Conte clearly wasn’t Spurs’ man, Jose Mourinho wasn’t Spurs’ man, Nuno Espirito Santo didn’t get the chance to prove he was their guy. Three coaches, all with a track record before arriving at the Tottenham stadium, couldn’t make it work for Spurs. And with each passing season, a sense of anxiety has grown, among the fans, among the players and, one would assume, up among the prawn sandwiches. Spurs are in a spiral of tension where each component of the club may actually be feeding the anxiety of the others – fans, players and management. They all want success, they all want lovely football but they keep making the wrong decisions by backing the wrong men.

Tottenham Hotspur’s trophies


Spurs have always caveated their lack of modern success by insisting the club wants to play beautiful football – winning the Spurs’ way. This has persisted since the early 1960s but in the age of hire and fire management, building something in a two year period that adheres to some form of mythical culture is impossible. Each of their managers arrives with their own style, a system that has made them successful at some stage of their careers, a way of working that has attracted the club to them in the first place. These men are not going to change their ethos, firstly because they probably cannot and secondly because it has worked well for them in the past. Hence, the club should know what they are hiring and it should be aligned to their own goals. How often have clubs disposed of a coach because his playing style was not compatible with the club’s supposed DNA? Given managerial jobs last barely two seasons these days, so a coach is unlikely to transform for a club that will undoubtedly sack him on a whim.

Furthermore, in this age of instant gratification, clubs cannot afford to look too far into the future and they want/need success almost immediately. This makes any plan to create development paths almost impossible. Look at the Spurs squad and compare it to the period when Pochettino was in charge. Only three players who were nurtured by Tottenham were in the squad that faced Southampton in Conte’s last fixture. Dele Alli has gone, his career in tatters in what has to be one of the saddest tales of underachievement and Harry Winks is on loan at Sampdoria. Kane is still banging in goals, but each summer signals another year older and still no medals. Some of the club’s acquisitions in recent years have been a let-down, such as Richarlison (£60m), Ndombele (£55m) and Reguilon (£25m).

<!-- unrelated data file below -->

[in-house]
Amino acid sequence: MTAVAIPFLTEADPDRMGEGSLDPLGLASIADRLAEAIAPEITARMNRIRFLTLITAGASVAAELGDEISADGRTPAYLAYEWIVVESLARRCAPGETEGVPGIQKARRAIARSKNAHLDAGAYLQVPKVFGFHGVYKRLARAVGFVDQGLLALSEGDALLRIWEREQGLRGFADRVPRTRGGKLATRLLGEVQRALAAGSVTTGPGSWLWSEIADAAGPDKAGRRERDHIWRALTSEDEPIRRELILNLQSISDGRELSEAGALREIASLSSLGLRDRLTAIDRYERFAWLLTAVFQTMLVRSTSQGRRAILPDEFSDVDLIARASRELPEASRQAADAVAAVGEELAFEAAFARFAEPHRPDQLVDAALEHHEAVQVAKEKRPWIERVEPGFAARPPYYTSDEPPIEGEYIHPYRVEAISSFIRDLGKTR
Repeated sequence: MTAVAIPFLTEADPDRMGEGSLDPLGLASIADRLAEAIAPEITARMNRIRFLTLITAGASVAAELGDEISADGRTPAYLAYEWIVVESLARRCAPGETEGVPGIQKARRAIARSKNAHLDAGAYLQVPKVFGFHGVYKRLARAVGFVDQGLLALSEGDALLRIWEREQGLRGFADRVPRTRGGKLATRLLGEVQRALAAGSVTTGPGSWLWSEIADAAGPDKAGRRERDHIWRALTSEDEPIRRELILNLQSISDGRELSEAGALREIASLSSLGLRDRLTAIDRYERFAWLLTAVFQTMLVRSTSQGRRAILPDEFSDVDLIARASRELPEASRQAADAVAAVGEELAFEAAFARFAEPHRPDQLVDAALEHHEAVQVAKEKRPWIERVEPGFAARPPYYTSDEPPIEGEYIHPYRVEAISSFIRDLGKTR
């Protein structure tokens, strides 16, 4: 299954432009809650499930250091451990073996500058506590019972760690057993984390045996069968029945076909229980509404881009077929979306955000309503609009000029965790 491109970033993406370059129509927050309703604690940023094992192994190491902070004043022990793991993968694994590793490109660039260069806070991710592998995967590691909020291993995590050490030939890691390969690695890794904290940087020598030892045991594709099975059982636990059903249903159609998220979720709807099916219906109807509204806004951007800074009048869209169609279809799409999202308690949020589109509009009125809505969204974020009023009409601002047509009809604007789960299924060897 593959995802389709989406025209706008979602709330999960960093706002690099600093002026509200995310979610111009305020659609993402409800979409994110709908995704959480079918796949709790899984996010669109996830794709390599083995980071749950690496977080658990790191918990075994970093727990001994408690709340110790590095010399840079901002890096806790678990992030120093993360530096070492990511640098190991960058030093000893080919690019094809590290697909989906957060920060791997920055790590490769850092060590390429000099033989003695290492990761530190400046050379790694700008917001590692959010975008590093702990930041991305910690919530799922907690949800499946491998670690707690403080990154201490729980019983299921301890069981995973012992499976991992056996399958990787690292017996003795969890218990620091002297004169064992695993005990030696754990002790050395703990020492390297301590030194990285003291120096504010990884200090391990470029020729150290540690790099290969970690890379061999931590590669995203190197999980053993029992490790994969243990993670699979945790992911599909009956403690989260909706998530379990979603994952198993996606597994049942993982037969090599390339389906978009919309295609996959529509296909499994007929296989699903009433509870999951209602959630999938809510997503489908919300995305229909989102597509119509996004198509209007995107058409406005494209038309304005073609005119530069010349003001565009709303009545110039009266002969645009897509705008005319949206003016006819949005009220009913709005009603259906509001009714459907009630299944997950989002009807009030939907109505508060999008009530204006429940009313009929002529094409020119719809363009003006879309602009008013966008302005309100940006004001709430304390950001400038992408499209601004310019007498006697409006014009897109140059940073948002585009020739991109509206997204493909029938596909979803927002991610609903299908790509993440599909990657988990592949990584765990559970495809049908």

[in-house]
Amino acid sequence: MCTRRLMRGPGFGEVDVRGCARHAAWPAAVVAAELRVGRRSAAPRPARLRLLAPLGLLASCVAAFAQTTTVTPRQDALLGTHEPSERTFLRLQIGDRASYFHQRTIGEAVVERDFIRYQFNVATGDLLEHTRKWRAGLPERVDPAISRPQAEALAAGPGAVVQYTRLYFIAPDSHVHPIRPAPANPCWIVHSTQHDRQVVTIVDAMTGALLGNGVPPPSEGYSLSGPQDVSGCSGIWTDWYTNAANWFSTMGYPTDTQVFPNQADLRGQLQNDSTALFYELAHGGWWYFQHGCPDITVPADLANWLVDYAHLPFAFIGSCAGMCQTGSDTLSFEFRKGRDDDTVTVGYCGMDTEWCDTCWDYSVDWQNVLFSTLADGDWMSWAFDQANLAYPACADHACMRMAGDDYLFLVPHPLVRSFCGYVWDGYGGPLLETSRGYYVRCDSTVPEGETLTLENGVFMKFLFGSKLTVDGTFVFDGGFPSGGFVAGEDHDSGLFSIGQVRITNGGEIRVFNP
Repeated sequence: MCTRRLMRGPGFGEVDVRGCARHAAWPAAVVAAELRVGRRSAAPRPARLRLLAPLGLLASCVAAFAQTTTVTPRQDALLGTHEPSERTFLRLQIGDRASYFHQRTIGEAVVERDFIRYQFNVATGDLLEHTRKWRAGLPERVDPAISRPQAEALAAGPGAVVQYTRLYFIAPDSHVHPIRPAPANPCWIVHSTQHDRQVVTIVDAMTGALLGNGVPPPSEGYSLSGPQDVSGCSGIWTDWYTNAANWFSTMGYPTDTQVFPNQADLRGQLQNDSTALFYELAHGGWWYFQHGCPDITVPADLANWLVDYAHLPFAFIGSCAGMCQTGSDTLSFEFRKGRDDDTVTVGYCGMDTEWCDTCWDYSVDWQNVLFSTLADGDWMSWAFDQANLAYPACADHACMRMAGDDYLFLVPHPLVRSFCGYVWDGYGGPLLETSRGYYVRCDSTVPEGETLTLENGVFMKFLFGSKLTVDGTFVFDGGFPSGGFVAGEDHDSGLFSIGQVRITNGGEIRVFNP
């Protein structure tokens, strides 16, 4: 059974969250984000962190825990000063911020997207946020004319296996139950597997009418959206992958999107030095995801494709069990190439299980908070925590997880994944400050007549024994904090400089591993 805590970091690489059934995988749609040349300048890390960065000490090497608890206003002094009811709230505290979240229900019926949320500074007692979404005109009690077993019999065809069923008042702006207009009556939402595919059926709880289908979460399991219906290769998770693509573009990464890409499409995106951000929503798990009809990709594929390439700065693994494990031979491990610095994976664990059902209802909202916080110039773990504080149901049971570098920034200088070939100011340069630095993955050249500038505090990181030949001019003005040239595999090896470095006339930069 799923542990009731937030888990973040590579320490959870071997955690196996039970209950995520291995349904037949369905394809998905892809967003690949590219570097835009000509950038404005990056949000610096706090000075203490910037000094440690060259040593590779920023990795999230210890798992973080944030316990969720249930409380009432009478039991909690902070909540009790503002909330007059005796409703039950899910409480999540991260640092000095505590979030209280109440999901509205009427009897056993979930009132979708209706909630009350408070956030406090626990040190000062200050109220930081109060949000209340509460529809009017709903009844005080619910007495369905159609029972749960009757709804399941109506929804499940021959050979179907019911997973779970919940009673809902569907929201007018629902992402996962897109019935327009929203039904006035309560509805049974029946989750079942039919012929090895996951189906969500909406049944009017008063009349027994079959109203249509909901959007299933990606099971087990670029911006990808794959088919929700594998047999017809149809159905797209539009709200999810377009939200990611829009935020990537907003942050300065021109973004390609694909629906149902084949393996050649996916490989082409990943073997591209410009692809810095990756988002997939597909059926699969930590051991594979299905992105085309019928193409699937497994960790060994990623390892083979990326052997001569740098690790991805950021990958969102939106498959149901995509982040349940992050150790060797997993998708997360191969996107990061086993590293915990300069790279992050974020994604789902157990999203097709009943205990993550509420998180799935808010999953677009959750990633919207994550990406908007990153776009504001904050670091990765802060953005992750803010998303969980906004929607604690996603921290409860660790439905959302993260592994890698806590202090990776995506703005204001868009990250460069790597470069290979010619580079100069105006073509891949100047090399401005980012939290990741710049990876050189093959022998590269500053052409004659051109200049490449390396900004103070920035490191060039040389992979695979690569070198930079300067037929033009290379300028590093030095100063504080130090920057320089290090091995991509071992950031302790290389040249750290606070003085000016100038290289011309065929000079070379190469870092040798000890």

This season, the club has gone out of the cups rather cheaply – a punchless exit in the Champions League last 16 to AC Milan, a defeat at Championship side Sheffield United in the FA Cup and a first time of asking loss at struggling Nottingham Forest in the EFL Cup. For a club that has not known major success since 2008, they seem to allow opportunity to fly out of the window rather too easily.

Conte was clearly very unhappy and he let it be known. His rants did look like he was refusing to take responsibility for Spurs’ shortcomings. When he pointed to the club’s ownership tenure coinciding with a lack of success, the office was about to be cleared.

From Spurs’ perspective, they hired Conte to change the status quo, to become successful again. It didn’t work and was probably destined to fail. Conte will move on, but will his comments and manner of his departure affect the hiring of a new contender? Has Conte alerted the management world that the Spurs job comes with major challenges over and above managing a team? And if Arsenal end up winning the Premier, that task will have been made just that little bit more difficult.